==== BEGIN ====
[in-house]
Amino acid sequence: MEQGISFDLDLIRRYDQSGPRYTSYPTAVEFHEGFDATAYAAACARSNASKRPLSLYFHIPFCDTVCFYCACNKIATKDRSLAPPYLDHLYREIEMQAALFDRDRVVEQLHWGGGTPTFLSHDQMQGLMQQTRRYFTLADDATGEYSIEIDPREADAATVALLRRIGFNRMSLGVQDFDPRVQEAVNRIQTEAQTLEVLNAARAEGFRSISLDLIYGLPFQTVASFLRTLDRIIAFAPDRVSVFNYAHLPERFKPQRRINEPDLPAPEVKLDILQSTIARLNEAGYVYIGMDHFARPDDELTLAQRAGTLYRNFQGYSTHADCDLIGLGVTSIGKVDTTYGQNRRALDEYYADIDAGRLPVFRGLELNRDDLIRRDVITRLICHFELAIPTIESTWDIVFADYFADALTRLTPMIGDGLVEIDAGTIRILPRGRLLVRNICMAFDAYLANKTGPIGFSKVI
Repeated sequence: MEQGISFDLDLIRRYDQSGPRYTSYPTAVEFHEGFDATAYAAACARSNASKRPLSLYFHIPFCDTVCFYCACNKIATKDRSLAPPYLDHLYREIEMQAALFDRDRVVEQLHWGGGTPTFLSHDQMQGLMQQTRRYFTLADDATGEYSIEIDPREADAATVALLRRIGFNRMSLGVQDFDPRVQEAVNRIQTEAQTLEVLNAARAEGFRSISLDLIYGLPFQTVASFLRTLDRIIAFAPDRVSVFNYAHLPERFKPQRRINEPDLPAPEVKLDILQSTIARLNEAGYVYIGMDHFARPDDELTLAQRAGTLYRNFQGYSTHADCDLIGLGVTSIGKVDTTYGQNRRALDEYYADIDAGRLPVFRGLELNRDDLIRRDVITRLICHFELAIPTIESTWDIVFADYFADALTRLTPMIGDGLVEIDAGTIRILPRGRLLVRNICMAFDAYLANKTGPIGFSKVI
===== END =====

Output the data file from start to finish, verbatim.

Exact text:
[in-house]
Amino acid sequence: MEQGISFDLDLIRRYDQSGPRYTSYPTAVEFHEGFDATAYAAACARSNASKRPLSLYFHIPFCDTVCFYCACNKIATKDRSLAPPYLDHLYREIEMQAALFDRDRVVEQLHWGGGTPTFLSHDQMQGLMQQTRRYFTLADDATGEYSIEIDPREADAATVALLRRIGFNRMSLGVQDFDPRVQEAVNRIQTEAQTLEVLNAARAEGFRSISLDLIYGLPFQTVASFLRTLDRIIAFAPDRVSVFNYAHLPERFKPQRRINEPDLPAPEVKLDILQSTIARLNEAGYVYIGMDHFARPDDELTLAQRAGTLYRNFQGYSTHADCDLIGLGVTSIGKVDTTYGQNRRALDEYYADIDAGRLPVFRGLELNRDDLIRRDVITRLICHFELAIPTIESTWDIVFADYFADALTRLTPMIGDGLVEIDAGTIRILPRGRLLVRNICMAFDAYLANKTGPIGFSKVI
Repeated sequence: MEQGISFDLDLIRRYDQSGPRYTSYPTAVEFHEGFDATAYAAACARSNASKRPLSLYFHIPFCDTVCFYCACNKIATKDRSLAPPYLDHLYREIEMQAALFDRDRVVEQLHWGGGTPTFLSHDQMQGLMQQTRRYFTLADDATGEYSIEIDPREADAATVALLRRIGFNRMSLGVQDFDPRVQEAVNRIQTEAQTLEVLNAARAEGFRSISLDLIYGLPFQTVASFLRTLDRIIAFAPDRVSVFNYAHLPERFKPQRRINEPDLPAPEVKLDILQSTIARLNEAGYVYIGMDHFARPDDELTLAQRAGTLYRNFQGYSTHADCDLIGLGVTSIGKVDTTYGQNRRALDEYYADIDAGRLPVFRGLELNRDDLIRRDVITRLICHFELAIPTIESTWDIVFADYFADALTRLTPMIGDGLVEIDAGTIRILPRGRLLVRNICMAFDAYLANKTGPIGFSKVI